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Bethesda, Md.: "We're adding a little something to this month's sales contest. As you all know, first prize is a Cadillac Eldorado. Anybody want to see second prize? Second prize is a set of steak knives. Third prize is your fired."

You have had a very diverse career with many interesting parts. Loved your "Glengarry" monologue, "Cabin Boy," and I don't miss an episode of "30 Rock."

I think that one of my favorite movies that you were involved in was "Outside Providence." Not the most well known or talked about movie but excellent none the less.

Do you have any movies that you were particularly proud of that did not get the recognition that you think they deserved?

Alec Baldwin: I think doing "The Edge" with Tony Hopkins was probably my favorite movie, because of how much I worshiped Tony. I was really very happy to do that with him.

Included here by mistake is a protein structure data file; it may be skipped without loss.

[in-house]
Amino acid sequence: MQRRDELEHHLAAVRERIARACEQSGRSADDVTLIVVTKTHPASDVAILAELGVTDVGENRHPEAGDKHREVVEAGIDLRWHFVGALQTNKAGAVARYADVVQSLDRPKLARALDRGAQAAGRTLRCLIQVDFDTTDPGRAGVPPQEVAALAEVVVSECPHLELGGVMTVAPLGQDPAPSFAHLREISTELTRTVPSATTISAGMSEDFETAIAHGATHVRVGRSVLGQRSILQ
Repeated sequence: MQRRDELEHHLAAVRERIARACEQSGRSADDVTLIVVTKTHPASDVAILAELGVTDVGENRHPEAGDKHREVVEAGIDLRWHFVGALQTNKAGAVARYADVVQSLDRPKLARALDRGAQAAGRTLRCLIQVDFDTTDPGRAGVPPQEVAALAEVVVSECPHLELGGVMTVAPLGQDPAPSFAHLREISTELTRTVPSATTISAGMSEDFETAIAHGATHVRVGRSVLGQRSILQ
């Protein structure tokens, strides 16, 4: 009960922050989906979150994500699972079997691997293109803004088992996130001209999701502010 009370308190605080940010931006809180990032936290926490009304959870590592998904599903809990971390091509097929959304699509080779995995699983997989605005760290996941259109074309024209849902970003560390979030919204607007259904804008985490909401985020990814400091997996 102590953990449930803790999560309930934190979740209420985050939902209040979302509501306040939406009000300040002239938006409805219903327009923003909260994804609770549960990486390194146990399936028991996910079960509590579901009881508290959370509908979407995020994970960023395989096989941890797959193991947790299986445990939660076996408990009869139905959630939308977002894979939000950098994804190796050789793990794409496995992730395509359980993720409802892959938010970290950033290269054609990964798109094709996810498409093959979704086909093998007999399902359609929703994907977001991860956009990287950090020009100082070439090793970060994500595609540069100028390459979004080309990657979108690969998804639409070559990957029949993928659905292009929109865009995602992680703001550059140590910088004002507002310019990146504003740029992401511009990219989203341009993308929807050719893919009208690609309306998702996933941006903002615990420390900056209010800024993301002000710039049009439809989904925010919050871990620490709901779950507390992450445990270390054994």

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Washington, D.C.: I'm a fan of "30 Rock." One of my favorite sequences this year was the scene in which you and Tracey went into therapy and you pretended to be his father. Was there any point in rehearsing that episode when you thought to yourself "Wow, if this isn't viewed as funny it will be seen as ridiculously insensitive?"

Alec Baldwin: No. I mean, the purpose of the show was to kind of walk along that edge, and we think it would be disingenuous of us to pull our punches. Some of the most offensive things come out of Tracey's mouth. Our attitude is that we don't really worry about that. I don't think we've done anything on the show that's really over the line.

The genesis of that is that we were all telling stories about Redd Foxx and what we liked about him. That triggered the idea for that scene, it wasn't meant to be a putdown.